My (possibly incorrect) understanding is that the FAA does not approve zero-grid requests from recreational flyers, so that would explain the initial denial, I think.I only passed my Part 107 Exam last month and have not yet received my actual license. As you can see in the overlay map I included earlier of my "turf" it does not show that the Class D airspace that almost completely encompasses the entire peninsula that I live on with Langley AFB, Patrick Henry International Airport, and Fort Eustis and its field (Helicopters…).
At this moment, I have over 10 approved authorizations (the FAA uses the same form for both a waiver and an authorization…) from the FAA to fly in the various parks, around the area. A while back, when I was still a Recreational Pilot, I requested permission to fly my drone around my property, not to exceed 50'. I live on the very western edge of a zero altitude zone. I can fly my drone up to 400' in the street in front of my home, but if I land in my driveway, I'm back in the "Drone Taxi Zone…"
I included the information that my property has six maple trees that exceed 100' and I will not approach the height of the trees.
The FAA disapproved my request as they said they did not believe that I could complete the flight safely.
I did not pursue the issue as I had planned to acquire my Part 107 License and then apply for commercial purposes (roof inspections and real estate photos…) and decided that the fight would only muddy the waters when I applied to fly with the license…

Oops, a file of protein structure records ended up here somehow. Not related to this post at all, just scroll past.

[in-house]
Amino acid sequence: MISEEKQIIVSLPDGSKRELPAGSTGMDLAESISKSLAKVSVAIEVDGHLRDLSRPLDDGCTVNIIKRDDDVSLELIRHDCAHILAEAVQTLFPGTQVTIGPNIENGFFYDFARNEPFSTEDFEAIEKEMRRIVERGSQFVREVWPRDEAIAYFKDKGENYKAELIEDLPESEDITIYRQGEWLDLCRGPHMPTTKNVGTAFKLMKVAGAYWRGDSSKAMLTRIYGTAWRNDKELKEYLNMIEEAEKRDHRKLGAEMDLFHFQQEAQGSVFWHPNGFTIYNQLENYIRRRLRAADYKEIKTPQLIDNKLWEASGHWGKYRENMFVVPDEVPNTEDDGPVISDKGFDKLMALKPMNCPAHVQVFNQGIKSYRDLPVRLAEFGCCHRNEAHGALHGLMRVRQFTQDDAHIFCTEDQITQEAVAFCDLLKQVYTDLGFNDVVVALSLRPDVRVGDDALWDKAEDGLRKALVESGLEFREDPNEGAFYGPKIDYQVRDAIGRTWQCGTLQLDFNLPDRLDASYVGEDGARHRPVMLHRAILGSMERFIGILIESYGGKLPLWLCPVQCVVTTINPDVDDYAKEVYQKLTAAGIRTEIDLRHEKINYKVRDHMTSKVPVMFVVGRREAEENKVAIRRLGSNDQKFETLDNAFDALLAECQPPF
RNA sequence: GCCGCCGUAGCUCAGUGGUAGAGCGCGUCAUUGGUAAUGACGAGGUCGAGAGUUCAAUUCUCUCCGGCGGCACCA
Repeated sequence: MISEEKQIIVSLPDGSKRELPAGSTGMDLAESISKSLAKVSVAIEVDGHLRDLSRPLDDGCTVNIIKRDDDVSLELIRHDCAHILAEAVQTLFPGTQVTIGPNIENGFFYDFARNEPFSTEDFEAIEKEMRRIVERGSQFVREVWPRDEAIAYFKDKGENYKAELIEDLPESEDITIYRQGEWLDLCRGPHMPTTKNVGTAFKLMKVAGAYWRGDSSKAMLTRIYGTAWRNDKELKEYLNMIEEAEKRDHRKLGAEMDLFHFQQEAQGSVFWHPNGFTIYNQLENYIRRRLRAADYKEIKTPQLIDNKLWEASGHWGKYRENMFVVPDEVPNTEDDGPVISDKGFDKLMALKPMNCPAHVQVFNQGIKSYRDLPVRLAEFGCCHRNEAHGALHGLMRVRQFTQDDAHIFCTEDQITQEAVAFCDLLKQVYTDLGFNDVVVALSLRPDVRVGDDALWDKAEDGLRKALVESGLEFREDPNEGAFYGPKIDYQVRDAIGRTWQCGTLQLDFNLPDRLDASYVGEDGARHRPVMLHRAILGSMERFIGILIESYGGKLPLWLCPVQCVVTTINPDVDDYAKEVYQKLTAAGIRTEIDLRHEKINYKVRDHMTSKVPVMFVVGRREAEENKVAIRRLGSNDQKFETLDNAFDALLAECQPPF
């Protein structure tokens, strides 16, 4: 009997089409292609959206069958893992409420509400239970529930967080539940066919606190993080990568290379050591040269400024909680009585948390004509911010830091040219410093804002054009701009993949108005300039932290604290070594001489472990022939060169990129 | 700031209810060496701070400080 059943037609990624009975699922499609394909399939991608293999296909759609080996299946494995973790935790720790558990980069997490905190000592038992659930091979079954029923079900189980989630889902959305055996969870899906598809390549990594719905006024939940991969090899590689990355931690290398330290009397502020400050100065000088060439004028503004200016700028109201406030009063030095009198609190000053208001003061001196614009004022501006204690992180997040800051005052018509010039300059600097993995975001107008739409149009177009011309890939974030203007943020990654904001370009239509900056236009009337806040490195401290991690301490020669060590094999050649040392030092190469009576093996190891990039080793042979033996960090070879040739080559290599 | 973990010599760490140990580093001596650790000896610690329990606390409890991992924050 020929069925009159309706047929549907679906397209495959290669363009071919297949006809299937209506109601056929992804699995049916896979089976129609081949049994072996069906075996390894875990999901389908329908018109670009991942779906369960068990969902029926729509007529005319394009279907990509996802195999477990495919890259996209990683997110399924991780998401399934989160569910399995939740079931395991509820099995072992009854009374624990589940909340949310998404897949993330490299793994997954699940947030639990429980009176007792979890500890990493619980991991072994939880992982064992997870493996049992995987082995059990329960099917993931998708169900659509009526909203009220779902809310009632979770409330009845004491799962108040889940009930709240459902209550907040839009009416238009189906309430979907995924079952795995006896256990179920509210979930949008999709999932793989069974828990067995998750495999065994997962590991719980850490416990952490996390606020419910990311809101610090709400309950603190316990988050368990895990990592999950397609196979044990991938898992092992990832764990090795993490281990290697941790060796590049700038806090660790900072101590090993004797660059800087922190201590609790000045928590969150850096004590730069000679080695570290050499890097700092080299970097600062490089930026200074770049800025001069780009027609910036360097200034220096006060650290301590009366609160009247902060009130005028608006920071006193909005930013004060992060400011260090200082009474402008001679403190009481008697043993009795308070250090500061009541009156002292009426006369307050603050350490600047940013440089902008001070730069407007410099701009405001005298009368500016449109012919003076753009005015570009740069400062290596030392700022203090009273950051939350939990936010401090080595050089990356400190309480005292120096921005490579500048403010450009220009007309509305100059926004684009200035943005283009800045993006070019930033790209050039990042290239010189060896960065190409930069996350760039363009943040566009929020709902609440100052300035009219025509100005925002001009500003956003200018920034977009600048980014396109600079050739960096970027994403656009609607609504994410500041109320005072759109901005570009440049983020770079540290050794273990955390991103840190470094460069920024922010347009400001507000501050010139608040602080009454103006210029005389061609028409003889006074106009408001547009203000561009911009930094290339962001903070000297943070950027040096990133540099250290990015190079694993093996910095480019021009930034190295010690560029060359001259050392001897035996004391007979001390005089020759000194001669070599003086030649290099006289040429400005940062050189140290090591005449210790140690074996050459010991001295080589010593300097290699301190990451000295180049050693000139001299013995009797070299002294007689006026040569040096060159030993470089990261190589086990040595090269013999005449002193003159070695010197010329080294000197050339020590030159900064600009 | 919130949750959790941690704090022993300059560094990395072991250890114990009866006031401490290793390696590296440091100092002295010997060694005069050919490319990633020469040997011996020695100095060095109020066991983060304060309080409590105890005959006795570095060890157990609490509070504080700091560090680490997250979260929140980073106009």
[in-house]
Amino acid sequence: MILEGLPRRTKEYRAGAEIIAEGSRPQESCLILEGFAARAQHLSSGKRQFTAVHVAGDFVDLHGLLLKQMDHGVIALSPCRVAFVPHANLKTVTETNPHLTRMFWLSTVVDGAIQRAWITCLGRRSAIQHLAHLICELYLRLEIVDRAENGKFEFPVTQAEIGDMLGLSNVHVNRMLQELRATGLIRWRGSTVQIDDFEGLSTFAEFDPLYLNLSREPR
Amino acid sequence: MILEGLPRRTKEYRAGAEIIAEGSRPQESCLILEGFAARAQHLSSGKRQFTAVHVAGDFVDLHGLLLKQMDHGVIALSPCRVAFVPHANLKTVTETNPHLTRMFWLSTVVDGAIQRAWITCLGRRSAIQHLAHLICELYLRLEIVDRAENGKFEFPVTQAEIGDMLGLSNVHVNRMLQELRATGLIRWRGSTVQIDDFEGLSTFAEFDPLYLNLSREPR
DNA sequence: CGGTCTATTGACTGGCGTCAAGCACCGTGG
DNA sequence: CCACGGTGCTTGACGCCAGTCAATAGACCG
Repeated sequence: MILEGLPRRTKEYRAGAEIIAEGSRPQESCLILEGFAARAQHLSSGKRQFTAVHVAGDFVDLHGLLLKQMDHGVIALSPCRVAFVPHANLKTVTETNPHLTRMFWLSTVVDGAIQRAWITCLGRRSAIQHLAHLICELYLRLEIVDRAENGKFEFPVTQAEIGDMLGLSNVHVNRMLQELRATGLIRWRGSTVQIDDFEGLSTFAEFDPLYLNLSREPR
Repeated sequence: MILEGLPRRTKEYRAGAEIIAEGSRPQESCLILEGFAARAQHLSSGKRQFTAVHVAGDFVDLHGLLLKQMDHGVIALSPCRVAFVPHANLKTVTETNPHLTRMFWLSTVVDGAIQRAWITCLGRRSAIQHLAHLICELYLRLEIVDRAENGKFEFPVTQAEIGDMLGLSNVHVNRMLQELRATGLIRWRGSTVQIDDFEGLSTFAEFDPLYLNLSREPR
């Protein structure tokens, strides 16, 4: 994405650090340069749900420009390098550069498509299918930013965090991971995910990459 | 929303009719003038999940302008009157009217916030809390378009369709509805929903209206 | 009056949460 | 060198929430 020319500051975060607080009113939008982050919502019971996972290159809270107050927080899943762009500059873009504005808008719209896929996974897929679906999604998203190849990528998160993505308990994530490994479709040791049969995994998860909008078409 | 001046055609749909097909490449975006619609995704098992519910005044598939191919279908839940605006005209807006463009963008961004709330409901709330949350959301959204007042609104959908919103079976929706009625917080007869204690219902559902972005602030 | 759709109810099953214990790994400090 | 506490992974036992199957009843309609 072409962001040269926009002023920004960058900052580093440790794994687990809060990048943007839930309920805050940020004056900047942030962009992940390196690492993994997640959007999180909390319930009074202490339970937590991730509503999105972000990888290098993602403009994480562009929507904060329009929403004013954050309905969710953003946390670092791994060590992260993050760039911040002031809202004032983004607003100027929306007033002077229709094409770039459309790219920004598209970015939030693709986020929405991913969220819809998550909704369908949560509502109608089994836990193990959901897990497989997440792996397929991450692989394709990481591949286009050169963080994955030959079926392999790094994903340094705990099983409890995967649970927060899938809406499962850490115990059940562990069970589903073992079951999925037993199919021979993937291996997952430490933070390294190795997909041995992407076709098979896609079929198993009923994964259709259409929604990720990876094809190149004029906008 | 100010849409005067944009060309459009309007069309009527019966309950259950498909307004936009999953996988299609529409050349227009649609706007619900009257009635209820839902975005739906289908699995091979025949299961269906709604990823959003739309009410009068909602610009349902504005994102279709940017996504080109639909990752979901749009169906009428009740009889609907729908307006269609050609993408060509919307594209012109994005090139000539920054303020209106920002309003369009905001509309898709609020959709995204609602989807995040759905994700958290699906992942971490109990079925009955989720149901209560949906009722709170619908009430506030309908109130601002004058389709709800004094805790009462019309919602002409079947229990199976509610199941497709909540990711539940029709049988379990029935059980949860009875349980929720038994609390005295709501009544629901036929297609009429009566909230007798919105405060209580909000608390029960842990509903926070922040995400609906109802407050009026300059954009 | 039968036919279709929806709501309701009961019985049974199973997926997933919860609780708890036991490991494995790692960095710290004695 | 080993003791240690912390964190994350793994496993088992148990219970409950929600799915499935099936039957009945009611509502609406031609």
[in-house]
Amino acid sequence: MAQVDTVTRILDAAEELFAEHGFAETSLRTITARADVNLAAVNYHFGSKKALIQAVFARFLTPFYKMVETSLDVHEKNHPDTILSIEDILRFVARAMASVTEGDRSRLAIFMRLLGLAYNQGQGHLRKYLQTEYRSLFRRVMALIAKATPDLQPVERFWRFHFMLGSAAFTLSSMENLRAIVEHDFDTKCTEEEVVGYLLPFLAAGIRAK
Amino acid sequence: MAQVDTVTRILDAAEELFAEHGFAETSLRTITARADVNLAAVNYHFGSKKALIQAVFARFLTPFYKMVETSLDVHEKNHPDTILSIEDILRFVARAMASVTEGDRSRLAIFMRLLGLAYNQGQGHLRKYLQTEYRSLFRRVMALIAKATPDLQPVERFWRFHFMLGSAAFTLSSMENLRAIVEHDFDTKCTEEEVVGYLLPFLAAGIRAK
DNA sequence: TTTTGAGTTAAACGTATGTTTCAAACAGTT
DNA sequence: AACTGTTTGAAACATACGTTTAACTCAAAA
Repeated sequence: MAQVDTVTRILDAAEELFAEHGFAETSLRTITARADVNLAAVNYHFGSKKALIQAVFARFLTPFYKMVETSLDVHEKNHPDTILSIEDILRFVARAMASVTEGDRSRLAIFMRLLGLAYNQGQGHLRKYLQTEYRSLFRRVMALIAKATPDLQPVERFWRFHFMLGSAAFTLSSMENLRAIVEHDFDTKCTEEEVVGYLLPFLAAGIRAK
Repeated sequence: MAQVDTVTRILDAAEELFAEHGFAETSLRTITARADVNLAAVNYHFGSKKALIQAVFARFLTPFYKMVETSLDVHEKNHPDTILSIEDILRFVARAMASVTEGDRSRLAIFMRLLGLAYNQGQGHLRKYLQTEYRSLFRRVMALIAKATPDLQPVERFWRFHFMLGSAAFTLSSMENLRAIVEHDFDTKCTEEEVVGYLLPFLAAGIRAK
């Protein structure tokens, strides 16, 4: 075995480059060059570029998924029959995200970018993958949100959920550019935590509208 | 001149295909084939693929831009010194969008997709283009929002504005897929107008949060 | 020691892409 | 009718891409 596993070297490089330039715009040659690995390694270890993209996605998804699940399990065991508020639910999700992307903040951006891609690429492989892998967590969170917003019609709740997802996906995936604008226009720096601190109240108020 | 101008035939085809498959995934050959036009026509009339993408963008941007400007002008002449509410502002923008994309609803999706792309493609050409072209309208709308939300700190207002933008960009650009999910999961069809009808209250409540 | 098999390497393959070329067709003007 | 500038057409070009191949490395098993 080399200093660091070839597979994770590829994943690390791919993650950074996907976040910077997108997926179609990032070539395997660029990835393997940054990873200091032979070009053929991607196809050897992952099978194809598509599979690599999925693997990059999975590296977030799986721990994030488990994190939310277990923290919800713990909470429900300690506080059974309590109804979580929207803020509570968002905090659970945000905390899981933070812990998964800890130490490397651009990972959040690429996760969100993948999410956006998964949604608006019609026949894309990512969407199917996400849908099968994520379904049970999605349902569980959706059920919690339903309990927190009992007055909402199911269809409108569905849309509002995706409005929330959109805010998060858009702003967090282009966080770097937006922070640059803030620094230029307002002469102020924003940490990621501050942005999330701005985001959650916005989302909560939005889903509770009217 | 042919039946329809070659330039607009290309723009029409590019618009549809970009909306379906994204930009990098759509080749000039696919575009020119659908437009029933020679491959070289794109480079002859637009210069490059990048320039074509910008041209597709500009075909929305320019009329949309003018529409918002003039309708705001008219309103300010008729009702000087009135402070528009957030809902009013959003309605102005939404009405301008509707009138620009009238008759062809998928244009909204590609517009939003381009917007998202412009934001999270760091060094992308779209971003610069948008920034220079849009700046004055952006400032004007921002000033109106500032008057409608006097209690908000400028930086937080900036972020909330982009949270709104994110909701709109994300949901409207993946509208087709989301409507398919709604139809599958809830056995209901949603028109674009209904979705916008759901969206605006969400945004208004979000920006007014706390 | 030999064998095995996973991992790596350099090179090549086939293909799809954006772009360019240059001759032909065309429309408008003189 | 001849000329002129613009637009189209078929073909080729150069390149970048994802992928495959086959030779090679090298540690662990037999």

A while back, I posted a question to see if any Licensed 107 Commercial Pilots had ever applied to fly within the Washington DC NFZ. I have got to believe that the huge almost 3,000 square mile area around DC has had no commercial drone activity for roof inspection, construction inspection, real estate photos, etc… However, I received no replies either way, approved or disapproved…
Just a quick question about getting an Authorization or Waiver through the FAADroneZone under Part 107 to fly in a No Fly Zone, like the one that circles Washington DC. A new member, who just got their Part 107 lives in Fairfax, VA and it is inside the NOTAM No Fly Zone around Washington DC and...mavicpilots.com
When I do receive my license, I will apply to fly in my neighborhood and I will for "S%#ts and Grins" apply to perform a roof inspection at some address in the outlying areas of the NFZ.
Wish me Luck…
Regarding the DC question, I know of government agencies doing drone detection testing in the FRZ, but I would be surprised if anyone outside of like a big Hollywood production would ever get approval. I look at a fair amount of home listings (just because I'm a homeowner here and like to look at what else is out there) and have NEVER seen a drone photo, so it's certainly not common even if it is possible. Most commercial overflight stuff is done by plane or helicopter AFAIK. The National Park Service just did a bunch of filming at the Capitol a few weeks ago and they did it with a helicopter...which, given how expensive that would be, I have to assume that the onerous approval process was a factor for not using a drone (in addition to things like getting their pilots flight time, etc...).